Survey research shows that most Americans know little, and understand even less, about the doctrines and history of The Church of Jesus Christ of Latter-day Saints. That condition should change as the Church increasingly becomes a topic of scholarly study. Demonstrating the legitimacy of Mormonism as a serious subject of academic investigation, two respected secular universities have adopted Mormon Studies programs: the Claremont Graduate University and Utah State University. This is a welcome development for two reasons — the Church encourages a deeper and broader examination of its theology, history and culture on an intellectual level, and this is a wonderful opportunity to expand open dialogue and conversation between the Latter-day Saints and various scholarly and religious communities.
This academic interest in Mormonism builds on various symposia and conferences that have taken place in recent years. For example, symposia about Joseph Smith on the 200th anniversary of his birth were hosted by the Library of Congress in Washington, D.C.; by the New South Wales Parliament in Sydney, Australia; and by the National University of Taiwan in Taipei. The Pew Forum on Religion and Public Life hosted the recent conference on Mormonism and Politics, and the National Historical Publications and Records Commission has endorsed the Joseph Smith Papers project, which will be the most comprehensive collection ever published of historical material related to Joseph Smith.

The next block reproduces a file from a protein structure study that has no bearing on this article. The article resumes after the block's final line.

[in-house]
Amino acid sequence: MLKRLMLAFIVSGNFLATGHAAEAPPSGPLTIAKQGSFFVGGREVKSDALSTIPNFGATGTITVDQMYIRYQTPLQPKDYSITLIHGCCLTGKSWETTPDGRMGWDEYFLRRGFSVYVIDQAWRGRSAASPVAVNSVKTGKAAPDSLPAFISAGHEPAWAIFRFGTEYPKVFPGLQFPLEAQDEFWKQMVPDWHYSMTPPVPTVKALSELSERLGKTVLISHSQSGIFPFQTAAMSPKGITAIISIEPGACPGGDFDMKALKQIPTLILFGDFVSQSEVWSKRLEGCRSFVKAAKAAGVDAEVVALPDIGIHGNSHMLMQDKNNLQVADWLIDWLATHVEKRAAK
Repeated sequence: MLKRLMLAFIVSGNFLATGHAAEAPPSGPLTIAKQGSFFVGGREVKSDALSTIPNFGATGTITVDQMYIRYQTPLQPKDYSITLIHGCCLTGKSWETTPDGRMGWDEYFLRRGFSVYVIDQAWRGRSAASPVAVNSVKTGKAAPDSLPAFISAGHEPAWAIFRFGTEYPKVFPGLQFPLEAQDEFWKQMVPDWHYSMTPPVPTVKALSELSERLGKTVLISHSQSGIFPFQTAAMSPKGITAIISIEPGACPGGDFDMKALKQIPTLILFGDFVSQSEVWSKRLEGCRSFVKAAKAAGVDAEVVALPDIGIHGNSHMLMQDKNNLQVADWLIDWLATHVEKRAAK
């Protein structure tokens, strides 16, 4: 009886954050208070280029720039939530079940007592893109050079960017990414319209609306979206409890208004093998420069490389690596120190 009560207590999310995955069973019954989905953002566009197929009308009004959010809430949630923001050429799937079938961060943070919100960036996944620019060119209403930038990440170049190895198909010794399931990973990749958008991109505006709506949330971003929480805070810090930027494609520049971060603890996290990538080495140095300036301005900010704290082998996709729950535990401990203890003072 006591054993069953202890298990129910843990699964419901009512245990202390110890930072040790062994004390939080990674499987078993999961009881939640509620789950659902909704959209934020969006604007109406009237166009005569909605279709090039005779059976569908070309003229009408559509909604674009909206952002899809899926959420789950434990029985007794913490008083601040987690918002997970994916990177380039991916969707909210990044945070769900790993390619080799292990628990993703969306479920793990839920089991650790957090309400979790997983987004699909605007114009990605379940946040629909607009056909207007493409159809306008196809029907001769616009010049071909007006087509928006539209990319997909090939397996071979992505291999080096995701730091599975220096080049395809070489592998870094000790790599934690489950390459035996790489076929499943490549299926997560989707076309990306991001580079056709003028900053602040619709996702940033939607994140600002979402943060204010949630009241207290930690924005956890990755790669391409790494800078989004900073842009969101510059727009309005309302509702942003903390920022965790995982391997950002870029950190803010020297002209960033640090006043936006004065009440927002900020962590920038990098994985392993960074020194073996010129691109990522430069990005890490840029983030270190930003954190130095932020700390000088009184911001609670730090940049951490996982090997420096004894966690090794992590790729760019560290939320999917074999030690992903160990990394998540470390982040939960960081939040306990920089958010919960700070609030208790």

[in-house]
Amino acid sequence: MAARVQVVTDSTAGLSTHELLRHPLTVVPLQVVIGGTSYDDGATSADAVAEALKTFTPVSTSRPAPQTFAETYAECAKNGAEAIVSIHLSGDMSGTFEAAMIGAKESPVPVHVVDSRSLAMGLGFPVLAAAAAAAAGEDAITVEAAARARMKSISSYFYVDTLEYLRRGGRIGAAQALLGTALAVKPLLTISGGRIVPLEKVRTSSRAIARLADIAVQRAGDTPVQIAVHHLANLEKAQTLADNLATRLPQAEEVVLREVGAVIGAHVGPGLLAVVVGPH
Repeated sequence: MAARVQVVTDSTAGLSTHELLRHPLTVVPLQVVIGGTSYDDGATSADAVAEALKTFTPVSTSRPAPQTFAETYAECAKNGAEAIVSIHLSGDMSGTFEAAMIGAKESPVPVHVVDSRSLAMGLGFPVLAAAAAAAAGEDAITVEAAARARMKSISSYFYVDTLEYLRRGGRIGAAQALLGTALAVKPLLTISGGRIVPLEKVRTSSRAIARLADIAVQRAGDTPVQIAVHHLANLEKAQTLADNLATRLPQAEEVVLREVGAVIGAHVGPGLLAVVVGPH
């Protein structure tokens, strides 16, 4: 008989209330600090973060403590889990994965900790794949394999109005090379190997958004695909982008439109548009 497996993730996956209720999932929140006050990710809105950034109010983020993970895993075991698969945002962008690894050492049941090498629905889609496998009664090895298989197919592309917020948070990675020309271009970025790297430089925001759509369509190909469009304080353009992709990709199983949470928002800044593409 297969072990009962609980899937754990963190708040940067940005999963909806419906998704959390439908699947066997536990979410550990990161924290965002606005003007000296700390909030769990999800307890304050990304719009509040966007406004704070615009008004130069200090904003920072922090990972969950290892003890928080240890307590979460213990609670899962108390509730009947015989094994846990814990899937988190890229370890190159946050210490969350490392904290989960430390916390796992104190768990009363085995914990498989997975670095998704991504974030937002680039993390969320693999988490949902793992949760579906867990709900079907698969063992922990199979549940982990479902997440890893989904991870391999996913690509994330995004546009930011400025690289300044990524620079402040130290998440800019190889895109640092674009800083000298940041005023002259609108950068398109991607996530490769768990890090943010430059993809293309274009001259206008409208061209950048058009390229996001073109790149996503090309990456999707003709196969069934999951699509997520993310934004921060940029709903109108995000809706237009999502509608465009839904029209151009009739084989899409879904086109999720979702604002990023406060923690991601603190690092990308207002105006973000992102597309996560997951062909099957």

These developments illustrate that Mormonism has a depth and breadth of substance that can hold up under academic scrutiny. Moreover, the Church not only values but espouses education. Church President Gordon B. Hinckley (1910-2008) declared:
Thus, the lifelong pursuit of knowledge and education by Latter-day Saints is both a spiritual mandate as well as a secular necessity.